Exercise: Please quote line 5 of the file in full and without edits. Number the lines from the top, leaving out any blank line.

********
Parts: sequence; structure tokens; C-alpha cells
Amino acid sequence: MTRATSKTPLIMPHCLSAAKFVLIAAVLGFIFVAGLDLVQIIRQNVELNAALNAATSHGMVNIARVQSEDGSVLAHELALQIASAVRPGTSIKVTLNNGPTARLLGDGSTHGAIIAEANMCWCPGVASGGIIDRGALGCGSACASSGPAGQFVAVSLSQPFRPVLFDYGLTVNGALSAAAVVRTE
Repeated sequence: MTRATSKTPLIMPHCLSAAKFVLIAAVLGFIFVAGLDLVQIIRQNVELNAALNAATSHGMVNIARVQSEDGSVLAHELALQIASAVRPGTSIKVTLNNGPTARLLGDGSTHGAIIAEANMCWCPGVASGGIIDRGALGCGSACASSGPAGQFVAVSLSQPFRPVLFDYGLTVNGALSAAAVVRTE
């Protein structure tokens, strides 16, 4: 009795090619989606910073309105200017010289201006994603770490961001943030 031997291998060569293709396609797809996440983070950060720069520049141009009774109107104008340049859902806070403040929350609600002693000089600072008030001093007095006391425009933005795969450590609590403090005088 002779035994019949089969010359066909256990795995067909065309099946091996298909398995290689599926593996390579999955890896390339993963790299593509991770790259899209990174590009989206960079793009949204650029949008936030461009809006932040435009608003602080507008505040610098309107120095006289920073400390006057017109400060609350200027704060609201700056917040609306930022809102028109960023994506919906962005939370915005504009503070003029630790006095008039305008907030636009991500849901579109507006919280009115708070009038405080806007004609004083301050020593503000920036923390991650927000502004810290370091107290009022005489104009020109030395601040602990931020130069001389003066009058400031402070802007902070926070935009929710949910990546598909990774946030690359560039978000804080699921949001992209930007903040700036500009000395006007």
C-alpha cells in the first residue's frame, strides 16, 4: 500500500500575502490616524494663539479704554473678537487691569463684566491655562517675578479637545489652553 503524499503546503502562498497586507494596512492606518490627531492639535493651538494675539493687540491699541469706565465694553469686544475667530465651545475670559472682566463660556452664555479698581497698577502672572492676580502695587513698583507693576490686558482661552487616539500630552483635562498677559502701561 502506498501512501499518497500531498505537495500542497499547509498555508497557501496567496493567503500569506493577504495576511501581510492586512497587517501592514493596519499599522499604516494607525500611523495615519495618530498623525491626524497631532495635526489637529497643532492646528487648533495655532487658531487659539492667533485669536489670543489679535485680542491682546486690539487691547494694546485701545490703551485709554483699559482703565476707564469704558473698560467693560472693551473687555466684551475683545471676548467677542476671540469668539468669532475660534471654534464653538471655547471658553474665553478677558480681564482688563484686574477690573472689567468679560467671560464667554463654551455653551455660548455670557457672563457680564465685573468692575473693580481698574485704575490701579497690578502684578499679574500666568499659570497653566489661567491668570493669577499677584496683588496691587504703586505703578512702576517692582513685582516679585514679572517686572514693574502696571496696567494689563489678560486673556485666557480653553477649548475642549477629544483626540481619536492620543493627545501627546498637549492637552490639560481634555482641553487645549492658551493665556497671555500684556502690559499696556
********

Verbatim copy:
C-alpha cells in the first residue's frame, strides 16, 4: 500500500500575502490616524494663539479704554473678537487691569463684566491655562517675578479637545489652553 503524499503546503502562498497586507494596512492606518490627531492639535493651538494675539493687540491699541469706565465694553469686544475667530465651545475670559472682566463660556452664555479698581497698577502672572492676580502695587513698583507693576490686558482661552487616539500630552483635562498677559502701561 502506498501512501499518497500531498505537495500542497499547509498555508497557501496567496493567503500569506493577504495576511501581510492586512497587517501592514493596519499599522499604516494607525500611523495615519495618530498623525491626524497631532495635526489637529497643532492646528487648533495655532487658531487659539492667533485669536489670543489679535485680542491682546486690539487691547494694546485701545490703551485709554483699559482703565476707564469704558473698560467693560472693551473687555466684551475683545471676548467677542476671540469668539468669532475660534471654534464653538471655547471658553474665553478677558480681564482688563484686574477690573472689567468679560467671560464667554463654551455653551455660548455670557457672563457680564465685573468692575473693580481698574485704575490701579497690578502684578499679574500666568499659570497653566489661567491668570493669577499677584496683588496691587504703586505703578512702576517692582513685582516679585514679572517686572514693574502696571496696567494689563489678560486673556485666557480653553477649548475642549477629544483626540481619536492620543493627545501627546498637549492637552490639560481634555482641553487645549492658551493665556497671555500684556502690559499696556